It’s not exactly 3D, but it is printing, and it is beer, and there are lessons for 3D printing companies.
Ripples is a venture from Israel-based Steam CC, an IoT company. In 2015 they introduced a popular device for printing detailed patterns on the top of coffee drinks. I suppose such a development was inevitable given the explosive Instagrammy interest in coffee patterns. These folks made it work automatically and perfectly.
With coffee. Now they’re introducing a similar system for beer.
Their new “Beer Ripples” prints patterns in the 3D foam you typically find at the top of a beer. Check out the images to see what the results look like.
Their press release does not specifically describe how it works, but it is likely to use a similar system to their coffee ripple system. That system used a secondary fluid to disturb the coffee foam and create the patterns. Ripples says the amount of liquid used is insignificant and it does not affect the taste or chemistry of the drink. And it provides a way for the company to sell refills of this material.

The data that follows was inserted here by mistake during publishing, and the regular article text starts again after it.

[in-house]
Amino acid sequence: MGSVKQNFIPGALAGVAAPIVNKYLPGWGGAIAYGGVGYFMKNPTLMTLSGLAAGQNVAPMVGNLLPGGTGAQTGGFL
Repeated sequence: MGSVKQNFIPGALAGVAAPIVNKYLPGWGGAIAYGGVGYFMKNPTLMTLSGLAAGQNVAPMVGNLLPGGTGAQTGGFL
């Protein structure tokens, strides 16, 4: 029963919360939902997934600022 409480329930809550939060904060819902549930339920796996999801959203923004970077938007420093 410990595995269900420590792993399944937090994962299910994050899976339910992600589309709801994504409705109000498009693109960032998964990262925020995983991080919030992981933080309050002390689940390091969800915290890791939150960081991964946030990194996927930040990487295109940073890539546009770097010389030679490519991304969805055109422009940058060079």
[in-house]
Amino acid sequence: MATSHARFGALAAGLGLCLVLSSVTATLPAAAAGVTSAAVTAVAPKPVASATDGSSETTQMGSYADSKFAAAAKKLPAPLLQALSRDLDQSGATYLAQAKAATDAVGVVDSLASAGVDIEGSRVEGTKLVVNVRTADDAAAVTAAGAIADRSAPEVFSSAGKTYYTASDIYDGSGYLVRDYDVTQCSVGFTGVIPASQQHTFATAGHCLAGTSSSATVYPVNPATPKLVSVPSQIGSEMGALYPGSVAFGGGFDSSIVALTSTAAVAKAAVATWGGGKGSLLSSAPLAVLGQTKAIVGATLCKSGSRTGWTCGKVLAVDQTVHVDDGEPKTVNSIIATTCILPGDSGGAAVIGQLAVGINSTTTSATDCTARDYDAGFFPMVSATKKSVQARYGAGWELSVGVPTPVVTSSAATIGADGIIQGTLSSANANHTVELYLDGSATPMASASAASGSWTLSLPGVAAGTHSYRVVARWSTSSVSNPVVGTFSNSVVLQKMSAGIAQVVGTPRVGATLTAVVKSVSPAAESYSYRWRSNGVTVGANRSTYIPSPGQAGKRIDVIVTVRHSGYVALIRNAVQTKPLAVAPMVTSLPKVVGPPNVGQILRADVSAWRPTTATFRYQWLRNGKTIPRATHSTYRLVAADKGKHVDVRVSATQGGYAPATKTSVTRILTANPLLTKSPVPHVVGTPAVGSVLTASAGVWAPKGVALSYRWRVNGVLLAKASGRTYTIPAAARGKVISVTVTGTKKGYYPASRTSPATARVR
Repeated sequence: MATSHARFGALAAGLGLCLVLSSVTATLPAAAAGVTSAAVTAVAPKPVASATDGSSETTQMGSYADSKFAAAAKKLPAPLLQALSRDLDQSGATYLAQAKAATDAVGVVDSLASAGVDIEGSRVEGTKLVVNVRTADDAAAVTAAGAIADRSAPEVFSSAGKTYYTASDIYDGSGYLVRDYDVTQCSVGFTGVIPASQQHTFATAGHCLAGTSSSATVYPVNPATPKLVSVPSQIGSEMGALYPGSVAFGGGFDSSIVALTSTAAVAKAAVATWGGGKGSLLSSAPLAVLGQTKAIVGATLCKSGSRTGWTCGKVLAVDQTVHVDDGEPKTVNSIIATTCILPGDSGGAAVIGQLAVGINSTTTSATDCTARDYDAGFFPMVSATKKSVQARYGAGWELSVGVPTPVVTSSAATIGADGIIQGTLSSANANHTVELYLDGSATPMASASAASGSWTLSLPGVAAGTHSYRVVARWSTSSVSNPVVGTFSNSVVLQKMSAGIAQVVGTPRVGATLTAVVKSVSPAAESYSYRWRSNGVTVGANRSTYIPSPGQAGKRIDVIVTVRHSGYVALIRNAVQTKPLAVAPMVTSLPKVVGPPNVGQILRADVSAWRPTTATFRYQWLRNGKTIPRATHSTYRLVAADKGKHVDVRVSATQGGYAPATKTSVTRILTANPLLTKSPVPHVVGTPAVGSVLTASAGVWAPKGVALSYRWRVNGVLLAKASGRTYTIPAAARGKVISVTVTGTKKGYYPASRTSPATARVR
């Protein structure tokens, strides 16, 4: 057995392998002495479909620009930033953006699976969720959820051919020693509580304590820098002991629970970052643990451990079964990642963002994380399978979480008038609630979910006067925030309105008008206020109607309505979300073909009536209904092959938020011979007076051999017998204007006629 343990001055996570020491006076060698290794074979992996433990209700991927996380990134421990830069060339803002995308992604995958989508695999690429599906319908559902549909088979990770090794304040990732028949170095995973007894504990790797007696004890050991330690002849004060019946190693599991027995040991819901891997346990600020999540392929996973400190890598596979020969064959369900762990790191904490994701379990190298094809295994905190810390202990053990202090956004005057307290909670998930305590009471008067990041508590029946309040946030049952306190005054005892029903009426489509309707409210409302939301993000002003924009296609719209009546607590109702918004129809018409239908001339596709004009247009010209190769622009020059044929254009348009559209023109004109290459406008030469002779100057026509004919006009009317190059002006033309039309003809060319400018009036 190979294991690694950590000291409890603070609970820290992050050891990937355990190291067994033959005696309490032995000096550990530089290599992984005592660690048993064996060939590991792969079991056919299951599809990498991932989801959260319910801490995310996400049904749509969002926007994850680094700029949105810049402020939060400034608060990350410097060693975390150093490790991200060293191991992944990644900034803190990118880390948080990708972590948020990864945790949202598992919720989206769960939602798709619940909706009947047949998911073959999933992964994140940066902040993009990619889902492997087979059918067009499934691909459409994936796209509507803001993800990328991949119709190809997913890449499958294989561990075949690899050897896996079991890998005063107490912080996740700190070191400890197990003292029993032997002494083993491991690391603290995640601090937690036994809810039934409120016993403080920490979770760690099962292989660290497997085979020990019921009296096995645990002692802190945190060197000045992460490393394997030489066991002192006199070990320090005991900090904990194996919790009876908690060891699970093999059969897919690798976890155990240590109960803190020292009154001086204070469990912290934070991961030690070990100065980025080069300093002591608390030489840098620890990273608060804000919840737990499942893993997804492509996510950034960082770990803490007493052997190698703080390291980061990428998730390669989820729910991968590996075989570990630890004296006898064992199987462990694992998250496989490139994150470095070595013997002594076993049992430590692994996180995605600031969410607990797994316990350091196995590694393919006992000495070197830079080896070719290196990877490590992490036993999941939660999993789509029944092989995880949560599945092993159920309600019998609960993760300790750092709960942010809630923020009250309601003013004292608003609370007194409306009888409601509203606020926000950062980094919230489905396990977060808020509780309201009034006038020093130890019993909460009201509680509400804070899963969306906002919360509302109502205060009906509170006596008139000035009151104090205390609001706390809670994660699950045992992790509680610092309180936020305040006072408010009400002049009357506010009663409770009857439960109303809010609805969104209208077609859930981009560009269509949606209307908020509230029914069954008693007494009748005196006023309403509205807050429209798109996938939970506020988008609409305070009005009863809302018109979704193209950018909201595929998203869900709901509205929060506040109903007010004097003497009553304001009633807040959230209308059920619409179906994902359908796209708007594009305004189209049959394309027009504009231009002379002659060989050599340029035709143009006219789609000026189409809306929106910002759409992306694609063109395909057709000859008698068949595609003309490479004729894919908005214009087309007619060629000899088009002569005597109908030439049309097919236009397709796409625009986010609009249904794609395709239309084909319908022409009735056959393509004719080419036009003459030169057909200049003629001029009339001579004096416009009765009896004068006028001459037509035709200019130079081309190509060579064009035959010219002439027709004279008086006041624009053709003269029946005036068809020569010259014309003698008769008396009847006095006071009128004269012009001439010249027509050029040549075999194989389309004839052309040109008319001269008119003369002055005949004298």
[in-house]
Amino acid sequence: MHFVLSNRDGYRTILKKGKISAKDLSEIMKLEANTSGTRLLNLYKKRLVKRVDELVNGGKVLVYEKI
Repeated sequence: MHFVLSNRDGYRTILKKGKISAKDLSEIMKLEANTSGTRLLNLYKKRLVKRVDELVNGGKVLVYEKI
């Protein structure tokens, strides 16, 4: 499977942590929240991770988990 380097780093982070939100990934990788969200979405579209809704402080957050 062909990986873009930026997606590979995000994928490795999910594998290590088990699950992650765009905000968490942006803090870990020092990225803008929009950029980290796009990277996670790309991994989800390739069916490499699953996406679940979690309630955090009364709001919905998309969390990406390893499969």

The Beer Ripples is likely similar, with a secondary agent used to create the patterns in the beer foam. They explain:
Beer Ripples is a revolutionary device that prints beautiful, high-resolution images and messages at the touch of a button, using Ripples’ malt-based ink. The Wi-Fi connected, counter-top sized device features a highly intuitive and easy-to-use touchscreen system, making Ripples a highly convenient and versatile way to transform a simple drink into a one-of-a-kind experience that keeps customers coming back for more.
The design of this system is very user-friendly. It sits on the countertop (or bar top, I suppose) and presents a very simple interface for operators. Operators can select from a pre-made library of 2D images to print, or even submit their own.
Sure, this is definitely not a 3D printer, even if the beer foam is a bit thick. But there’s some lessons here for 3D printer designers.
This device appears quite popular, in spite of its USD$3,000 price and USD$1,500 annual subscription fee. They’ve succeeded because they’ve found a use case that is in high demand and they’ve designed a specific device to address it with push-button simplicity.
If only 3D printer manufacturers could see similar “making” opportunities and address them ways that attract mass customers.